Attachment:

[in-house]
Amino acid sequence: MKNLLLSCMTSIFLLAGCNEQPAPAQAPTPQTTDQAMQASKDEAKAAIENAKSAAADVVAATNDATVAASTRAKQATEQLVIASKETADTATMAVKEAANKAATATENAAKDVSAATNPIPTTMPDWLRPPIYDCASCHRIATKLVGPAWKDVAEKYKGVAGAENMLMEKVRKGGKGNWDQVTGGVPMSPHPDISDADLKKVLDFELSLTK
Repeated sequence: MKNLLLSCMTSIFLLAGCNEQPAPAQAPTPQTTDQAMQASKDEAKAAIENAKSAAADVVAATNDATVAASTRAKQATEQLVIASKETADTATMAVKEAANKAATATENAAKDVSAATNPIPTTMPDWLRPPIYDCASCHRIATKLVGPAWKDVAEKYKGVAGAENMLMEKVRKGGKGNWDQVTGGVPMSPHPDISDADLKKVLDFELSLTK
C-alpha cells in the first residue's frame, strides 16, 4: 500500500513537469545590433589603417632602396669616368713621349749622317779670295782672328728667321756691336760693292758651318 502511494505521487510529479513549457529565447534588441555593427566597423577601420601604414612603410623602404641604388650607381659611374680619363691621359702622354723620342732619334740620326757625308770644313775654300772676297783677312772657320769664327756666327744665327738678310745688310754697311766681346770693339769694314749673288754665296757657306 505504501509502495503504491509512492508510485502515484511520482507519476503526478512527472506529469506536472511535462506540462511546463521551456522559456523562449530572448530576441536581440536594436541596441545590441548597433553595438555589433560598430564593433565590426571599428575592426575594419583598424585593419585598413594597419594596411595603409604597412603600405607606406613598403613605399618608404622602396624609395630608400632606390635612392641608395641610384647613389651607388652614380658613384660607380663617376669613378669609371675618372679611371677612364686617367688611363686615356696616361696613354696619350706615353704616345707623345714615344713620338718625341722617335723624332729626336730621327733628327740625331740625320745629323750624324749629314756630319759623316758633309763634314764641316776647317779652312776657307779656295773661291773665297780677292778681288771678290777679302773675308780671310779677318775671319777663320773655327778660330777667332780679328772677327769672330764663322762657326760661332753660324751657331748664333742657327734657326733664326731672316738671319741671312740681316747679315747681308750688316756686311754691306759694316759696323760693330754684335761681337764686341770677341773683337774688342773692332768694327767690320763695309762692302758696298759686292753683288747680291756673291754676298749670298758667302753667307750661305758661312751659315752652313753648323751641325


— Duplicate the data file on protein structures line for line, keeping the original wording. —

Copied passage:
[in-house]
Amino acid sequence: MKNLLLSCMTSIFLLAGCNEQPAPAQAPTPQTTDQAMQASKDEAKAAIENAKSAAADVVAATNDATVAASTRAKQATEQLVIASKETADTATMAVKEAANKAATATENAAKDVSAATNPIPTTMPDWLRPPIYDCASCHRIATKLVGPAWKDVAEKYKGVAGAENMLMEKVRKGGKGNWDQVTGGVPMSPHPDISDADLKKVLDFELSLTK
Repeated sequence: MKNLLLSCMTSIFLLAGCNEQPAPAQAPTPQTTDQAMQASKDEAKAAIENAKSAAADVVAATNDATVAASTRAKQATEQLVIASKETADTATMAVKEAANKAATATENAAKDVSAATNPIPTTMPDWLRPPIYDCASCHRIATKLVGPAWKDVAEKYKGVAGAENMLMEKVRKGGKGNWDQVTGGVPMSPHPDISDADLKKVLDFELSLTK
C-alpha cells in the first residue's frame, strides 16, 4: 500500500513537469545590433589603417632602396669616368713621349749622317779670295782672328728667321756691336760693292758651318 502511494505521487510529479513549457529565447534588441555593427566597423577601420601604414612603410623602404641604388650607381659611374680619363691621359702622354723620342732619334740620326757625308770644313775654300772676297783677312772657320769664327756666327744665327738678310745688310754697311766681346770693339769694314749673288754665296757657306 505504501509502495503504491509512492508510485502515484511520482507519476503526478512527472506529469506536472511535462506540462511546463521551456522559456523562449530572448530576441536581440536594436541596441545590441548597433553595438555589433560598430564593433565590426571599428575592426575594419583598424585593419585598413594597419594596411595603409604597412603600405607606406613598403613605399618608404622602396624609395630608400632606390635612392641608395641610384647613389651607388652614380658613384660607380663617376669613378669609371675618372679611371677612364686617367688611363686615356696616361696613354696619350706615353704616345707623345714615344713620338718625341722617335723624332729626336730621327733628327740625331740625320745629323750624324749629314756630319759623316758633309763634314764641316776647317779652312776657307779656295773661291773665297780677292778681288771678290777679302773675308780671310779677318775671319777663320773655327778660330777667332780679328772677327769672330764663322762657326760661332753660324751657331748664333742657327734657326733664326731672316738671319741671312740681316747679315747681308750688316756686311754691306759694316759696323760693330754684335761681337764686341770677341773683337774688342773692332768694327767690320763695309762692302758696298759686292753683288747680291756673291754676298749670298758667302753667307750661305758661312751659315752652313753648323751641325